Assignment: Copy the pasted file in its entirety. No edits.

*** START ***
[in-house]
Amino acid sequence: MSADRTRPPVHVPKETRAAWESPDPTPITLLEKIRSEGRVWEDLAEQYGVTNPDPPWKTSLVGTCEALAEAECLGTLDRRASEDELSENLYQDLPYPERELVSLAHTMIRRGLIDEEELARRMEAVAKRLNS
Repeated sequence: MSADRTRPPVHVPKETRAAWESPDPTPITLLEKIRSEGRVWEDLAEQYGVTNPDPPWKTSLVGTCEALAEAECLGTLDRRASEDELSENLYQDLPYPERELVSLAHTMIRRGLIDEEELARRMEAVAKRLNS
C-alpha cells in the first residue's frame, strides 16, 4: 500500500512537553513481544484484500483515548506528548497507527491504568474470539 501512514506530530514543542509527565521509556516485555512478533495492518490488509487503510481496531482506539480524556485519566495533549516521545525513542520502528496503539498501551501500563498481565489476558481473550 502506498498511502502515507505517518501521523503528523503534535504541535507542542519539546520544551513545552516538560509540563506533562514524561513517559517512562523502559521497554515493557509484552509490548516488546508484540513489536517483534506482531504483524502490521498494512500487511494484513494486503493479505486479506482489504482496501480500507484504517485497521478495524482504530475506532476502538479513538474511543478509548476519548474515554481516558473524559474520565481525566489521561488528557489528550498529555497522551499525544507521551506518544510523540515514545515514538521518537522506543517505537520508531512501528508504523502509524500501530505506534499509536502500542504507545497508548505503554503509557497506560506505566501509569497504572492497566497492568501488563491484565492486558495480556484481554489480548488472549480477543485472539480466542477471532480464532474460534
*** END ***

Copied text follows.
[in-house]
Amino acid sequence: MSADRTRPPVHVPKETRAAWESPDPTPITLLEKIRSEGRVWEDLAEQYGVTNPDPPWKTSLVGTCEALAEAECLGTLDRRASEDELSENLYQDLPYPERELVSLAHTMIRRGLIDEEELARRMEAVAKRLNS
Repeated sequence: MSADRTRPPVHVPKETRAAWESPDPTPITLLEKIRSEGRVWEDLAEQYGVTNPDPPWKTSLVGTCEALAEAECLGTLDRRASEDELSENLYQDLPYPERELVSLAHTMIRRGLIDEEELARRMEAVAKRLNS
C-alpha cells in the first residue's frame, strides 16, 4: 500500500512537553513481544484484500483515548506528548497507527491504568474470539 501512514506530530514543542509527565521509556516485555512478533495492518490488509487503510481496531482506539480524556485519566495533549516521545525513542520502528496503539498501551501500563498481565489476558481473550 502506498498511502502515507505517518501521523503528523503534535504541535507542542519539546520544551513545552516538560509540563506533562514524561513517559517512562523502559521497554515493557509484552509490548516488546508484540513489536517483534506482531504483524502490521498494512500487511494484513494486503493479505486479506482489504482496501480500507484504517485497521478495524482504530475506532476502538479513538474511543478509548476519548474515554481516558473524559474520565481525566489521561488528557489528550498529555497522551499525544507521551506518544510523540515514545515514538521518537522506543517505537520508531512501528508504523502509524500501530505506534499509536502500542504507545497508548505503554503509557497506560506505566501509569497504572492497566497492568501488563491484565492486558495480556484481554489480548488472549480477543485472539480466542477471532480464532474460534